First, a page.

posted by loquacious at 12:42 AM on May 3, 2010 [1 favorite]


Another Brunner recommendation: "The Shockwave Rider". Similar story telling style to "Stand on Zanzibar" but done to better effect. It is an example of pre-cyberpunk cyberpunk; complete with a sinister government, greedy corporations, street violence, something like the internet and a population slowly going mad through the increasing rate of technological change.

Also coined the term worm in relation to computers.
posted by antiwiggle at 12:54 AM on May 3, 2010 [1 favorite]


but people would tell urban legends about being presented with a supposedly empty pod and find a dessicated mummy inside.
Let me tell you the story
Of a man named Charlie...
posted by orthogonality at 1:21 AM on May 3, 2010


I've enjoyed reading Shockwave Rider and Stand on Zanzibar many times; but for a more upbeat (yet with tragic moments) Brunner work, try the charming The Crucible of Time, his multi-generational story of the rise of and fall of civilizations as a people advances from superstition to the stars.
posted by orthogonality at 1:37 AM on May 3, 2010


First Brunner I ever read was The Sheep Look Up, and I've been a fan since. I read it again during the Bush presidency, and I swear Brunner must have had a time machine; Bush is Prexy.
posted by flabdablet at 2:23 AM on May 3, 2010


Okay that 6.5ghz PC is pretty cool, but what the rest of this post makes little sense.
posted by delmoi at 3:32 AM on May 3, 2010


Thanks for this post. The first book of Brunner's that I read was "The Sheep Look Up", and it's haunted me ever since. I just started thinking about it the other day, reading coverage of the oil spill... maybe it's time for another rereading?
posted by dubold at 4:43 AM on May 3, 2010


I love Brunner. Some other of his novels you should check out are "The Stone That Never Came Down" and "Jagged Orbit". I love writers who can create seemingly complete and intricately detailed world like he could.

May 3, 2010 seemed impossibly far in the future when I read Zanzibar for the first time in the mid seventies. Sad that Brunner didn't make it himself.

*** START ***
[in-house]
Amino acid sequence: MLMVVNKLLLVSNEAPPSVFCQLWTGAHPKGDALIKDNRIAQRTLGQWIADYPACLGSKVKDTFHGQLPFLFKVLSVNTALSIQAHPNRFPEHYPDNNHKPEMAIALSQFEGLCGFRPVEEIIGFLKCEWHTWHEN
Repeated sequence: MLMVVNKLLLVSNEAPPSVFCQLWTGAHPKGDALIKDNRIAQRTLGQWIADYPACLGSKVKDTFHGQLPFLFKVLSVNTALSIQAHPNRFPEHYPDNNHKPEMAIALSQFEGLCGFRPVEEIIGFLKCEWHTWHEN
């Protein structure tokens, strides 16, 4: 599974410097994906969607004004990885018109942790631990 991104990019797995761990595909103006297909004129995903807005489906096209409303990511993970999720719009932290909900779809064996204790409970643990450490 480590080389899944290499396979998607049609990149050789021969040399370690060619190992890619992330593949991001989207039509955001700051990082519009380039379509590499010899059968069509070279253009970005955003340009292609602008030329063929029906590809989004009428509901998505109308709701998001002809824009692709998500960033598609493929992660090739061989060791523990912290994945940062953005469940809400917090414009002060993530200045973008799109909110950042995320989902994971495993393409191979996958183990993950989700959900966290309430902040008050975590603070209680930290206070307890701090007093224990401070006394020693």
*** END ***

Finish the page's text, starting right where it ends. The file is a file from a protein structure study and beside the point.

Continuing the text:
posted by octothorpe at 5:12 AM on May 3, 2010


An alarming thing to find on the front page of Metafilter....
posted by Kid Charlemagne at 5:37 AM on May 3, 2010


He wrote some awesome short stories in addition to the incredible novels; one of my all-time favorites is "When Gabriel Blows his Horn", about the trouble which arises from using a mysteriously-acquired trumpet in a jazz club that used to be a church basement. It's in a collection titled "The Book of John Brunner" which also includes some pretty good filk songs.
posted by nonane at 5:44 AM on May 3, 2010


This is a great post. I'm impressed that you carried this date in your head so long. Brunner was brilliant, prescient, a terrific writer, and I'm envious of lupus-yonderboy for having met him. I'm slowly amassing all his books, even some pretty lightweight sf potboilers. There's always a gem in them, some intelligent commentary. The best of his work is noted above, His grasp of the future was uncanny. Thanks for posting.
posted by theora55 at 6:57 AM on May 3, 2010


SCANALYZER! SCANALYZER! SCANALYZER!

I can't help but agree. Read all Brunner. From his grasp of how society uses inventions, to his grasp of the subtlties of race relations, and a possible guide to modern material science, the man was just so far ahead.

Stand on Zannzibar was the first science fiction book I attempted to read. I was all of 7. I came back to it 30 years later and was blown away by the massively realized world shown thru dozens of viewpoints. I've burned through 2 paperbacks and buy a copy whenever I see one. It's that good.


Thanks for the post
posted by djrock3k at 7:36 AM on May 3, 2010


Looks good. Thanks for the detailed post! I just ordered Stand through ILL.
posted by codacorolla at 8:00 AM on May 3, 2010


Wow. Great post. At first I was perplexed, then saw the combination of Shalmaneser and "it's cold in his vault" and knew exactly what this was, though I haven't read the book in years. Brunner really was speculative fiction at it's finest. Endlessly topical, terrifyingly probable. Clearly he was a product of his times, with Zanzibar echoing the fear brought about by The Population Bomb.

I've only read four of his books, Zanzibar, Sheep Look Up, Shockwave Rider, and Jagged Orbit, and I recommend them all, especially the first two, to anyone who is looking to get into science fiction. The prose might be a little dated, but there's nothing outmoded about the ideas, many of which we're living with today, but desperately trying to ignore.